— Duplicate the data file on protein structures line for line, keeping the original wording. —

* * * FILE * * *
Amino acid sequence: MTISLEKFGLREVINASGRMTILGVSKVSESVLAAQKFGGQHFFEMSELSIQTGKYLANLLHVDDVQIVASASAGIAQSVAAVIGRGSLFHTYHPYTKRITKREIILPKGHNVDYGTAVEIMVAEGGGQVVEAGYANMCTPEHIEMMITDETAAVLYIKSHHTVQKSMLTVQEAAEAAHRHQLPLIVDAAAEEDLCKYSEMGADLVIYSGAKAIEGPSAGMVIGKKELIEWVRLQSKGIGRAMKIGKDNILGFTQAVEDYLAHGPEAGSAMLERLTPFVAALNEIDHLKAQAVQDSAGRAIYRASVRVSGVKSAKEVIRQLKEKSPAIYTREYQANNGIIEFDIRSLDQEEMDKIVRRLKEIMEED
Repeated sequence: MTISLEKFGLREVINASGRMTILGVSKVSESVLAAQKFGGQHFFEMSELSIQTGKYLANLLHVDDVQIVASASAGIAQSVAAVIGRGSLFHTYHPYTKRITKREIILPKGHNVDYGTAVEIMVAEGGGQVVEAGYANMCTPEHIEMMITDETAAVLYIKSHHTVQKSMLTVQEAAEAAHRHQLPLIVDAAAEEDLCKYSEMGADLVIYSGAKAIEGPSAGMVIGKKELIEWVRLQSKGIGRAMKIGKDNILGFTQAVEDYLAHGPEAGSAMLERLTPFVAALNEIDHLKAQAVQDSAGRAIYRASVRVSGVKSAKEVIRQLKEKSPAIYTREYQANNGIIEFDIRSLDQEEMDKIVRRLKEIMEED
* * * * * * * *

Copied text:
Amino acid sequence: MTISLEKFGLREVINASGRMTILGVSKVSESVLAAQKFGGQHFFEMSELSIQTGKYLANLLHVDDVQIVASASAGIAQSVAAVIGRGSLFHTYHPYTKRITKREIILPKGHNVDYGTAVEIMVAEGGGQVVEAGYANMCTPEHIEMMITDETAAVLYIKSHHTVQKSMLTVQEAAEAAHRHQLPLIVDAAAEEDLCKYSEMGADLVIYSGAKAIEGPSAGMVIGKKELIEWVRLQSKGIGRAMKIGKDNILGFTQAVEDYLAHGPEAGSAMLERLTPFVAALNEIDHLKAQAVQDSAGRAIYRASVRVSGVKSAKEVIRQLKEKSPAIYTREYQANNGIIEFDIRSLDQEEMDKIVRRLKEIMEED
Repeated sequence: MTISLEKFGLREVINASGRMTILGVSKVSESVLAAQKFGGQHFFEMSELSIQTGKYLANLLHVDDVQIVASASAGIAQSVAAVIGRGSLFHTYHPYTKRITKREIILPKGHNVDYGTAVEIMVAEGGGQVVEAGYANMCTPEHIEMMITDETAAVLYIKSHHTVQKSMLTVQEAAEAAHRHQLPLIVDAAAEEDLCKYSEMGADLVIYSGAKAIEGPSAGMVIGKKELIEWVRLQSKGIGRAMKIGKDNILGFTQAVEDYLAHGPEAGSAMLERLTPFVAALNEIDHLKAQAVQDSAGRAIYRASVRVSGVKSAKEVIRQLKEKSPAIYTREYQANNGIIEFDIRSLDQEEMDKIVRRLKEIMEED